gs = gridspec.GridSpec(3,2, height_ratios= [10,1,1])

ax0 = plt.subplot(gs[0])
sns.heatmap(hour_counts_precov, cmap = "gist_heat_r", ax=ax0, linewidths= .05, linecolor='black', xticklabels = xticklabs)

ax1 = plt.subplot(gs[1])
sns.heatmap(hour_counts_postcov, cmap = "gist_heat_r", ax=ax1, linewidths= .05, linecolor='black', xticklabels = xticklabs)

ax2 = plt.subplot(gs[2])
ax5 = plt.subplot(gs[4])
sns.heatmap(countstotal_bydaypre, cmap = "gist_heat_r", ax=ax2, linewidths= .1, linecolor='black', cbar_kws = {"orientation": "horizontal"}, cbar_ax=ax5, xticklabels = xticklabs)
box2 = ax2.get_position()
ax2.set_position([box2.x0, box2.y0, box2.width*0.8 , box2.height * 0.4])

box5 = ax5.get_position()
ax5.set_position([box5.x0, box5.y0+0.035, box5.width*0.8 , box5.height * 0.2])

ax3 = plt.subplot(gs[3])
ax6 = plt.subplot(gs[5])
sns.heatmap(countstotal_bydaypost, cmap = "gist_heat_r", ax=ax3, linewidths= .1, linecolor='black', cbar_kws = {"orientation": "horizontal"}, cbar_ax=ax6, xticklabels = xticklabs)
box3 = ax3.get_position()
ax3.set_position([box3.x0, box3.y0, box3.width*0.8 , box3.height * 0.4])

box6 = ax6.get_position()
ax6.set_position([box6.x0, box6.y0+0.035, box6.width*0.8 , box6.height * 0.2])

ax0.set_title('PRE COVID-19 \n Day by Hour')
ax1.set_title('Post COVID-19 \n Day by Hour')
ax3.set_title('Per Day')
ax2.set_title('Per Day')

How did the number of mask resales change as time progressed?

I will now look at the amount of masks bought as COVID-19 progressed.

In [17]:
#subsetting again
masks_ts_jan22 = masks_ts[(masks_ts.index > pd.Timestamp(2020,1,22))].copy()
masks_ts_jan22["monthday"] = masks_ts_jan22.index
masks_ts_jan22["monthday"] = pd.to_datetime(masks_ts_jan22["monthday"].dt.strftime("%Y-%m-%d"))
masks_ts_jan22["mask"] = "mask"
countstotal_bymonthday = masks_ts_jan22.pivot_table(index = ["mask"], columns = ["monthday"], aggfunc = "size", fill_value = 0)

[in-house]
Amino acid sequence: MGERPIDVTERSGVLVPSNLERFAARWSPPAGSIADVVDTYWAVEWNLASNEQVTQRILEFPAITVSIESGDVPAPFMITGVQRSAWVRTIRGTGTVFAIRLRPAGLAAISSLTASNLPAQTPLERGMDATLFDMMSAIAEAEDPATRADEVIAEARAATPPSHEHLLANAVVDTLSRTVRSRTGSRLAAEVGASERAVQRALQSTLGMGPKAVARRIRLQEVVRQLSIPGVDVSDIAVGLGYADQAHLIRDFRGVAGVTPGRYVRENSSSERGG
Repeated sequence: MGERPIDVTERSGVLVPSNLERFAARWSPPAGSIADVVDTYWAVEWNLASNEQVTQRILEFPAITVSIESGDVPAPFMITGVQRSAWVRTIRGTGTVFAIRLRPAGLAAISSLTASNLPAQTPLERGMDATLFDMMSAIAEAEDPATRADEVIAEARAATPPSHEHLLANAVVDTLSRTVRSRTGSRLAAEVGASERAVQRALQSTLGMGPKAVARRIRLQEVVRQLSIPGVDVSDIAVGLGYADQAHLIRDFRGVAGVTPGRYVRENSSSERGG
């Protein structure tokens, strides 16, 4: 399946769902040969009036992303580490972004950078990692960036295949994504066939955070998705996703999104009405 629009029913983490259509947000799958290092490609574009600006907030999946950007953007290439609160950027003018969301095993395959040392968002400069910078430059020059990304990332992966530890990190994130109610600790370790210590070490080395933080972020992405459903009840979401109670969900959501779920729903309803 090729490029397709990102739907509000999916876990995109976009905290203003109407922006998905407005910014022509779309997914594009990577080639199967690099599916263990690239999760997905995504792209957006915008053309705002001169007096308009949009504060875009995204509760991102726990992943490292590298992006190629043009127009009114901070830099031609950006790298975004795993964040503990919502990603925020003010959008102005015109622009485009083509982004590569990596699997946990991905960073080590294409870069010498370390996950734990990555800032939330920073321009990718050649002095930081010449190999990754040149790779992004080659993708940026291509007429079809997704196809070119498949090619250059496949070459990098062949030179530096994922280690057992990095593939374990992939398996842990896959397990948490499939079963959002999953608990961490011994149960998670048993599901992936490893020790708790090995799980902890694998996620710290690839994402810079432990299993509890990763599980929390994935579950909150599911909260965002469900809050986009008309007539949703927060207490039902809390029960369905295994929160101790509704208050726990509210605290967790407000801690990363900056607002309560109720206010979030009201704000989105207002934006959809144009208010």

I will plot the graph and see if I can get any information out of it.

In [18]:
monthdaychangeplots = countstotal_bymonthday.T.copy()
monthdaychangeplots.columns = ['sold per day']
monthdaychangeplots["cumsum"] = monthdaychangeplots["sold per day"].cumsum()
fig, ax = plt.subplots(figsize = (7.5*1.5,5*1.5))
ax1 = ax.twinx()
a, = ax.plot(monthdaychangeplots["sold per day"], "-r", label = "Sold Per Day"), 
b, = ax1.plot(monthdaychangeplots["cumsum"], "-b" ,label = "Total Sold")
p = [a, b]
fig.legend(loc = "upper left")
ax.set_ylabel("Sold Per Day")
ax1.set_ylabel("Total Sold")

Using a heatmap, as the one used above doesn't give us information any better than a barplot does. As demonstrated below.

In [19]:
xticks2 = pd.date_range('2020-01-22', periods=90).strftime('%m-%d')
xticks2 = xticks2.values.tolist()
for c in ['02-05', '02-17','02-19','02-21']:

fig = plt.figure(figsize=(8,1))
gs = gridspec.GridSpec(3,1, height_ratios= [1,4,10]) 
ax1 = plt.subplot(gs[0])
ax0 = plt.subplot(gs[2])
sns.heatmap(countstotal_bymonthday, cmap = "autumn_r", cbar_kws = {"orientation": "horizontal", "shrink": 2}, cbar_ax=ax1, ax=ax0, xticklabels = xticks2)

#Tick frequency: https://stackoverflow.com/questions/6682784/reducing-number-of-plot-ticks
every_nth = 5
for n, label in enumerate(ax0.xaxis.get_ticklabels()):
    if n % every_nth != 0:

ax1.set_title('POST-COVID \n Number of Sales Per Day')


Growth Rate Along Time

However, The New York Times corona virus live feed had an interesting feature next to every countries count cases count; This was a case growth rate that shows how the growth rate for the day compared to the past seven days. I will reattempt to do something similar below. I will compare a single days growth rate with the average of the 7 previous days. I will then classify them as, "Fast", "Faster", "Slow", and "Slower"

In [20]:
monthdaychange = countstotal_bymonthday.T.copy()
monthdaychange["test"] = monthdaychange["mask"].cumsum()
monthdaychange["test2"] = monthdaychange["test"].shift()
monthdaychange["gr1"] = (monthdaychange["test"]-monthdaychange["test2"])/monthdaychange["test2"]
monthdaychange["gr1"] = monthdaychange["gr1"].fillna(0)
monthdaychange["7daygr"] = monthdaychange["gr1"].rolling("7d").mean(); monthdaychange

#Function to calculate growth rate comparisons
def fastslowly(row):
    if row["gr1"] > 1.5*row["7daygr"]:
       x = 4
    elif row["gr1"] > row["7daygr"]:
       x = 3
    elif 2*row["gr1"] < row["7daygr"]:
       x = 1
    elif row["gr1"] <= row["7daygr"]:
       x = 2
        x = 0
    return x

monthdaychange["growth rate"] = monthdaychange.apply(fastslowly, axis = 1)
monthdaychange[(monthdaychange.index > pd.Timestamp(2020,1,22))]
monthdaychangefs = monthdaychange[["growth rate"]].T.copy()

f, ax = plt.subplots(figsize=(8,1))
sns.heatmap(monthdaychangefs,cmap = sns.color_palette("hot_r", 4), cbar_kws = dict(use_gridspec=False,location="top"), ax=ax, linewidths= .05, xticklabels = xticks2)
cbar = ax.collections[0].colorbar
cbar.set_ticklabels(["Slower","", "", "Faster"])
f.suptitle('Masks Sales Growth Rate', fontsize=16, y=1.4)

#STACK EXCHANGE FUNCTION TO REDUCE TICKS; https://stackoverflow.com/questions/6682784/reducing-number-of-plot-ticks
every_nth = 5
for n, label in enumerate(ax.xaxis.get_ticklabels()):
    if n % every_nth != 0: